Seafood is Maestre s passion
Picture: Supplied

Miguel Maestre says his credo is taking chances.

"In life," he said, "you need to take risks. My passion is to show people things that we're not used to seeing."

It's what he aims for in The Living Room - a lifestyle program in which he features. And it's his goal for this year's Good Food & Wine Show in Perth - the fourth he's attended.

"I love Perth," he said. "Perth is great. Last year, the involvement of the people was fantastic. People are tasting wine, people are eating cheese, all the sessions are full, people are really getting involved - it's fantastic. Perth is one of my favourite places."

When Maestre, above, spoke to Fresh, he was planning something that he said had never been done before on stage.

"I want to try and get fresh caviar out of the trout from Yarra Valley on the stage - fresh," he said.

"I want to show people fresh food - how you can milk a fish of caviar without damaging the fish and eat the caviar that's really fresh.

"It's a bit ambitious. It's never been done before on the stage. I'm trying to put everything together now."

He'll also be shucking oysters and teaching how to eat fresh oysters and cook fresh scallops and mussels.

"Seafood is my passion," he said.

"I'm hoping to do very simple dishes. But what I want to do is to show people where things come from, how important it is to be fresh and how amazing is something that's fresh."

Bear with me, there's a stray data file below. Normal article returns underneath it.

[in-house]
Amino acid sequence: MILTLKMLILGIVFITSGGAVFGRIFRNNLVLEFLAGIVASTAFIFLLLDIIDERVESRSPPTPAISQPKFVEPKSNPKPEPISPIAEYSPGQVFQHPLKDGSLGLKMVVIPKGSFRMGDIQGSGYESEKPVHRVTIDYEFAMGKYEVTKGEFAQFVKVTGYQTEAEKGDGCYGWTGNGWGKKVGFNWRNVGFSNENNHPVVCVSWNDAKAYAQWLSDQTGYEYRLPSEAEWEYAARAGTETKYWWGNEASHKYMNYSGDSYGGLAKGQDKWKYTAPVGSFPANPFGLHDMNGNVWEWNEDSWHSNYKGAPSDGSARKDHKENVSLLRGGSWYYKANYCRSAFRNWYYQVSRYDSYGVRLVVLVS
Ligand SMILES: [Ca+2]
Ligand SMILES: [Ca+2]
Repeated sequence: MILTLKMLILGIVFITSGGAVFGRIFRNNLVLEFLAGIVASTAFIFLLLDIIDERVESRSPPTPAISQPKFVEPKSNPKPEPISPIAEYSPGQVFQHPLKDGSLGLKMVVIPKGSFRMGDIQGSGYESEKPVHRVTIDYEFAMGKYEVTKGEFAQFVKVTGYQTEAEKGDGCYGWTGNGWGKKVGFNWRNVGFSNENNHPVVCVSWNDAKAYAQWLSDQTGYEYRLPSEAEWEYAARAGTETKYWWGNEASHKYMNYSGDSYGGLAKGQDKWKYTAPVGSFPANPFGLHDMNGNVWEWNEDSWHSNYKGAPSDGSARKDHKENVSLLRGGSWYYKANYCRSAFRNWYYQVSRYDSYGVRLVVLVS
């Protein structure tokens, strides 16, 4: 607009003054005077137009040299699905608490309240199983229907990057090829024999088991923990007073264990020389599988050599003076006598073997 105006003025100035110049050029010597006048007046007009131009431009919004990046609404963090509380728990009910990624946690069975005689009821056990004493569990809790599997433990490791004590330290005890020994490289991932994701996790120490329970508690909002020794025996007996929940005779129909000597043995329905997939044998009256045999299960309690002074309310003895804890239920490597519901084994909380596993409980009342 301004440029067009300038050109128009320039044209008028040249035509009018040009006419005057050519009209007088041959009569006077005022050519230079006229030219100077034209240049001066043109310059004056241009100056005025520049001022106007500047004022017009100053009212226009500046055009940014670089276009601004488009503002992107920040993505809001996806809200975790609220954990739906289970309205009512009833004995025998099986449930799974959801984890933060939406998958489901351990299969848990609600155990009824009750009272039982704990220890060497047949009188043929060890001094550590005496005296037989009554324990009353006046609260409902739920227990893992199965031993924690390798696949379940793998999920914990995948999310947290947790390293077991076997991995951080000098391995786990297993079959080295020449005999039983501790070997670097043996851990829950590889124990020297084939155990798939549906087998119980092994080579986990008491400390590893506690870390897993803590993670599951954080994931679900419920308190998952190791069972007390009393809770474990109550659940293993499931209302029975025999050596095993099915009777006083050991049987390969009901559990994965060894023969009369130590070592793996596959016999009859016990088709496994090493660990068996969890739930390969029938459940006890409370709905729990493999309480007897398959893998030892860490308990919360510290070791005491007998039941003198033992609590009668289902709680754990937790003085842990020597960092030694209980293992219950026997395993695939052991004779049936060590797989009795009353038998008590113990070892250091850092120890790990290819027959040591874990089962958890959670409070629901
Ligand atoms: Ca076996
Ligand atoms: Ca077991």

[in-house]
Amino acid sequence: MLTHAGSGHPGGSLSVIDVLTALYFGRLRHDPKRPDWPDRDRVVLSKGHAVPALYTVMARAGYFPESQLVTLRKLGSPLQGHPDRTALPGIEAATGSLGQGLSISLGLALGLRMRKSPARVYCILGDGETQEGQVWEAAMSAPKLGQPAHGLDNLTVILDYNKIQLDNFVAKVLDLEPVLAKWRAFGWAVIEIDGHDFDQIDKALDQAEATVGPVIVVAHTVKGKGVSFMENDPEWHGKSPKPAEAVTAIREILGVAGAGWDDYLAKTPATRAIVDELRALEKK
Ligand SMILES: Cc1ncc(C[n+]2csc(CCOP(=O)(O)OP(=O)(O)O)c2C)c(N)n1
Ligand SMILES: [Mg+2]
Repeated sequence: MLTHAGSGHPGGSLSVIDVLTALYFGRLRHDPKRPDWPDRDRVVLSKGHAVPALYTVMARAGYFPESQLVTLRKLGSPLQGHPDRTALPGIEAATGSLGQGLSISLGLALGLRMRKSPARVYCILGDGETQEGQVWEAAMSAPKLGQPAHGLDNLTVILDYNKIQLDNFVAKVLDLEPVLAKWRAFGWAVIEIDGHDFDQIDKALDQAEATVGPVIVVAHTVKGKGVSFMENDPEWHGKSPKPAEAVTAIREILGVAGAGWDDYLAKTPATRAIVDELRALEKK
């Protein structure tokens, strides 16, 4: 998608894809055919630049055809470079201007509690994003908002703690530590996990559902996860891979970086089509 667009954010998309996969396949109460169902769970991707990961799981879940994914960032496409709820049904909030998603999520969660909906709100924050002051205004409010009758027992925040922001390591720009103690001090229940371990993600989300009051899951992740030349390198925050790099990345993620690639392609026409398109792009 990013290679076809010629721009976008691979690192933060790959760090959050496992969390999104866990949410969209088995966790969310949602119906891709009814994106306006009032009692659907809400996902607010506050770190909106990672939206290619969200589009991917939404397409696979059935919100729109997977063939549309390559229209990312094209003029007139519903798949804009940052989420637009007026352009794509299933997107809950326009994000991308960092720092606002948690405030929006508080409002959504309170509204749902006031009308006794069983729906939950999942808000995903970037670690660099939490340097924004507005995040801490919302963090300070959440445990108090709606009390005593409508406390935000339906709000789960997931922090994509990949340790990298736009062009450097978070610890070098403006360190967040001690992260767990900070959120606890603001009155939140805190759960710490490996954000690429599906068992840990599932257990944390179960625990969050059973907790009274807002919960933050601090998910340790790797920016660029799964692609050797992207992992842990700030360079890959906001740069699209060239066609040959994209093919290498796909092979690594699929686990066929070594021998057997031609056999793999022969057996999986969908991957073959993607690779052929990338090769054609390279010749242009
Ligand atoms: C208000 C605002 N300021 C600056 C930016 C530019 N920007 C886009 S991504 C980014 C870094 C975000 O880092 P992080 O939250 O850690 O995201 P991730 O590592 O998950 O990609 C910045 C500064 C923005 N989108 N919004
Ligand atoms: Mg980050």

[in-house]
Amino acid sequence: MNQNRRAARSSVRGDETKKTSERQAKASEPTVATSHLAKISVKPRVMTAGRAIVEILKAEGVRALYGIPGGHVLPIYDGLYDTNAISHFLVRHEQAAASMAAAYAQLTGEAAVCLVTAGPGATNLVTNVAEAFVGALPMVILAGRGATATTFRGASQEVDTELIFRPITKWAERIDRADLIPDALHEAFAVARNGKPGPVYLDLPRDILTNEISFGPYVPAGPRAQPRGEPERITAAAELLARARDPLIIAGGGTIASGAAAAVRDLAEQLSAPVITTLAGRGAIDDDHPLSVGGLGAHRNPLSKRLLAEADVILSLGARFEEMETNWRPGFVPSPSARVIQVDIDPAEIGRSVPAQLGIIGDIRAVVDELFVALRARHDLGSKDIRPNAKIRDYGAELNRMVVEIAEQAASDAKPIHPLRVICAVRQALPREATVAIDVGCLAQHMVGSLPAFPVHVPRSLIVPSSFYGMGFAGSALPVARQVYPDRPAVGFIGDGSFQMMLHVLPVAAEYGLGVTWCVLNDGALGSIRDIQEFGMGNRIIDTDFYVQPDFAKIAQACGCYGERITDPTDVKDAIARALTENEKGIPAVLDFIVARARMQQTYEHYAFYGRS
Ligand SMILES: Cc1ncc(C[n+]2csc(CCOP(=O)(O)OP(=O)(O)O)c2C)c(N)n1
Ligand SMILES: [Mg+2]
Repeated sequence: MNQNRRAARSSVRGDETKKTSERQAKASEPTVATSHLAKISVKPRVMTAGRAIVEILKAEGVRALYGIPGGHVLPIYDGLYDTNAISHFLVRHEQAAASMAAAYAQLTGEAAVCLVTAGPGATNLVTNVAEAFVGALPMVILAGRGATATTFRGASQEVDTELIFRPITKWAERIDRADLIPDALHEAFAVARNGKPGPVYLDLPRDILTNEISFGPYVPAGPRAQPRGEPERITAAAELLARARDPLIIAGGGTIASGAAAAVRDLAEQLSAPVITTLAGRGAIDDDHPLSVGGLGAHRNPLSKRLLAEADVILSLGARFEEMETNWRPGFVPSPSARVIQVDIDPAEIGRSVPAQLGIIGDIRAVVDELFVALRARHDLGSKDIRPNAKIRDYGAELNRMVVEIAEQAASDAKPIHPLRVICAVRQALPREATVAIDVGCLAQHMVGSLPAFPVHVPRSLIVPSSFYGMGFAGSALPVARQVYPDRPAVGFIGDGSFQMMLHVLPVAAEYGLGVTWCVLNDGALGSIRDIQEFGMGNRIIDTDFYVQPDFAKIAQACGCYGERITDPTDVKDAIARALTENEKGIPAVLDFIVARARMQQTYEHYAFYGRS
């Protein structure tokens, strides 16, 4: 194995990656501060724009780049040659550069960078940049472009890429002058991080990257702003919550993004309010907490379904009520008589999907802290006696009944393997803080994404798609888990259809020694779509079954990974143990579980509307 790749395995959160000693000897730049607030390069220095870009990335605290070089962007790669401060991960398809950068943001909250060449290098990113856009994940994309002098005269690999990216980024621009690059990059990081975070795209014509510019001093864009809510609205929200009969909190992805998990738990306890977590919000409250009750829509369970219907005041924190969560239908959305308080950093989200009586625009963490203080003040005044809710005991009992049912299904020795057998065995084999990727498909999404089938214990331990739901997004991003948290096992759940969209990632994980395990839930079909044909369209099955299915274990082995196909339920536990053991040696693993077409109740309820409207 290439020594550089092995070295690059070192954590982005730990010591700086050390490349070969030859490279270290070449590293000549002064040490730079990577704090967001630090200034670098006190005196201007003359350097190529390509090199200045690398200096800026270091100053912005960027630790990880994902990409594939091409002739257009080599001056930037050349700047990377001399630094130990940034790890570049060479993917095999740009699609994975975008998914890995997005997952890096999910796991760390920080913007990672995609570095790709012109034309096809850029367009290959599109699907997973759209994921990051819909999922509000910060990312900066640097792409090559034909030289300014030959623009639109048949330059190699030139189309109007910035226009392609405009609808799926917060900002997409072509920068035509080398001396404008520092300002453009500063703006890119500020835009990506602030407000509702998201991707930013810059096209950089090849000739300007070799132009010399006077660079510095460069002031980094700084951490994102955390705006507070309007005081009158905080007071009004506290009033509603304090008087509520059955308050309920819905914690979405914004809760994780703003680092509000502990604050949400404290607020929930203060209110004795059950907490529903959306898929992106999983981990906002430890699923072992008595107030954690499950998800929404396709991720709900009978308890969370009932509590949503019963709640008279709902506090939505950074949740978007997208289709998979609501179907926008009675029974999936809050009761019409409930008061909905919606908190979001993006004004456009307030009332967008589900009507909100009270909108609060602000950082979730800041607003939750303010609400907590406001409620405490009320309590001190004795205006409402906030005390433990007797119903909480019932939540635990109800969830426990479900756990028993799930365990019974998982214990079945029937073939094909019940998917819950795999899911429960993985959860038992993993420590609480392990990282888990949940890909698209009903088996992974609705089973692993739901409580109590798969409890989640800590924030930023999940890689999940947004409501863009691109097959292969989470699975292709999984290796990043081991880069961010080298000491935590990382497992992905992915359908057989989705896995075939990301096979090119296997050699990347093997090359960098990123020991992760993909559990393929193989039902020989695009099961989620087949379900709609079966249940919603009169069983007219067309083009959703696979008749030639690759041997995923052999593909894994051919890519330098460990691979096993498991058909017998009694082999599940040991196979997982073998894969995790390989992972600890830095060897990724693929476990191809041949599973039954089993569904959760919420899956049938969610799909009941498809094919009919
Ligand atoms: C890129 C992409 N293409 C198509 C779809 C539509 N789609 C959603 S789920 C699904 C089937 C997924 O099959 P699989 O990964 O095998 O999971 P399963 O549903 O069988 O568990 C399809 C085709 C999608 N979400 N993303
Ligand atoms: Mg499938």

His enthusiasm travels down the phone line from Sydney and it's clear that when Mother Nature doled out passion, Maestre received his fair share.

He was born in Muercia in south-eastern Spain and his mother had high hopes of him going to university and finding a profession.

But young Miguel wanted to cook and learn English and he risked his mother's ire by quitting his studies and moving to Scotland to learn English.

He chose Edinburgh because he had one friend there.

"It was the best choice of my life, because Edinburgh was a city with lots of restaurants and nightclubs," he said.

He found work there, from opening the door to serving champagne. One night he cooked paella for the staff, and was told: "Miguel, you've got it."

He asked to be given a chance in the kitchen and from trainee commis chef he was running the section within three months.

That was the start of his career.

He washed dishes and worked for free, peeled potatoes and worked seven days a week, sometimes between 7am and midnight, to gain experience.

"I absolutely live and breathe food," he said.

He met an Australian waitress and they married. A few years ago they decided to move to Australia, where he's since become naturalised.

Maestre's career continued to skyrocket and besides his TV appearance, cookbooks and public events like the Good Food & Wine Show, he is now food director for the Cafe del Mar franchise which has one outlet in Sydney and more planned.

And though he's taught at TAFE, this self-taught chef remains without formal qualifications.

As for his mother and her wish he found a respectable career?

"I joke with her when I send her my books and newspaper cuttings," he says.

"She's so proud of me it's not funny."

Miguel Maestre appears at the Seven West Good Food Theatre presented by Ilve at 1.30pm on Saturday, July 12, and at 10.30am and at 3pm on Sunday, July 13.

The West Australian

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